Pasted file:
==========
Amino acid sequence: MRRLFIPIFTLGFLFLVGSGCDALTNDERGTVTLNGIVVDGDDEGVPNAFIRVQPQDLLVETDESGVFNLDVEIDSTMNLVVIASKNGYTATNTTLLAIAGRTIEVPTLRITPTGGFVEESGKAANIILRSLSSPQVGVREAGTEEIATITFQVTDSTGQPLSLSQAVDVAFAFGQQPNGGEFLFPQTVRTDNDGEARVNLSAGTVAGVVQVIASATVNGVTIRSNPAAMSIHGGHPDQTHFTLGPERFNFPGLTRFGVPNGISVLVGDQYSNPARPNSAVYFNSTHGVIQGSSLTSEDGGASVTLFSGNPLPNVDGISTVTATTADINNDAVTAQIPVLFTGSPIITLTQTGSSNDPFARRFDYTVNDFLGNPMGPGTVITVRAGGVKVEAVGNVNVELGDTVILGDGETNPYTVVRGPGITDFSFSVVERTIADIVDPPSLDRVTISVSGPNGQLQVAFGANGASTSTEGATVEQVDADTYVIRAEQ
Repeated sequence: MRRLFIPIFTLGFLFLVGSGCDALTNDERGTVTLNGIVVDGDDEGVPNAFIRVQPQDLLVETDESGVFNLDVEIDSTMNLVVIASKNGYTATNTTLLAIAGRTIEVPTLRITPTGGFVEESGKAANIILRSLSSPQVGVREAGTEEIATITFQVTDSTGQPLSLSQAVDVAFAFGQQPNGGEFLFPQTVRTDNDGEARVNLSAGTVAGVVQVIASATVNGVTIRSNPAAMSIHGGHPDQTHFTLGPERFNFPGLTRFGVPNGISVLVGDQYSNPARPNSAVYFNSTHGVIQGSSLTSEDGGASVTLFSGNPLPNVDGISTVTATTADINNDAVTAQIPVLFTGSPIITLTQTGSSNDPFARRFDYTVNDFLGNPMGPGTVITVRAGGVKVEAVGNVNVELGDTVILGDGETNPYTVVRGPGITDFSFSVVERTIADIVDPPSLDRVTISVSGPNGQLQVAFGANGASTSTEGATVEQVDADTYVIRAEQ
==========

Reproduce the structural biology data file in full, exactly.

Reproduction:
Amino acid sequence: MRRLFIPIFTLGFLFLVGSGCDALTNDERGTVTLNGIVVDGDDEGVPNAFIRVQPQDLLVETDESGVFNLDVEIDSTMNLVVIASKNGYTATNTTLLAIAGRTIEVPTLRITPTGGFVEESGKAANIILRSLSSPQVGVREAGTEEIATITFQVTDSTGQPLSLSQAVDVAFAFGQQPNGGEFLFPQTVRTDNDGEARVNLSAGTVAGVVQVIASATVNGVTIRSNPAAMSIHGGHPDQTHFTLGPERFNFPGLTRFGVPNGISVLVGDQYSNPARPNSAVYFNSTHGVIQGSSLTSEDGGASVTLFSGNPLPNVDGISTVTATTADINNDAVTAQIPVLFTGSPIITLTQTGSSNDPFARRFDYTVNDFLGNPMGPGTVITVRAGGVKVEAVGNVNVELGDTVILGDGETNPYTVVRGPGITDFSFSVVERTIADIVDPPSLDRVTISVSGPNGQLQVAFGANGASTSTEGATVEQVDADTYVIRAEQ
Repeated sequence: MRRLFIPIFTLGFLFLVGSGCDALTNDERGTVTLNGIVVDGDDEGVPNAFIRVQPQDLLVETDESGVFNLDVEIDSTMNLVVIASKNGYTATNTTLLAIAGRTIEVPTLRITPTGGFVEESGKAANIILRSLSSPQVGVREAGTEEIATITFQVTDSTGQPLSLSQAVDVAFAFGQQPNGGEFLFPQTVRTDNDGEARVNLSAGTVAGVVQVIASATVNGVTIRSNPAAMSIHGGHPDQTHFTLGPERFNFPGLTRFGVPNGISVLVGDQYSNPARPNSAVYFNSTHGVIQGSSLTSEDGGASVTLFSGNPLPNVDGISTVTATTADINNDAVTAQIPVLFTGSPIITLTQTGSSNDPFARRFDYTVNDFLGNPMGPGTVITVRAGGVKVEAVGNVNVELGDTVILGDGETNPYTVVRGPGITDFSFSVVERTIADIVDPPSLDRVTISVSGPNGQLQVAFGANGASTSTEGATVEQVDADTYVIRAEQ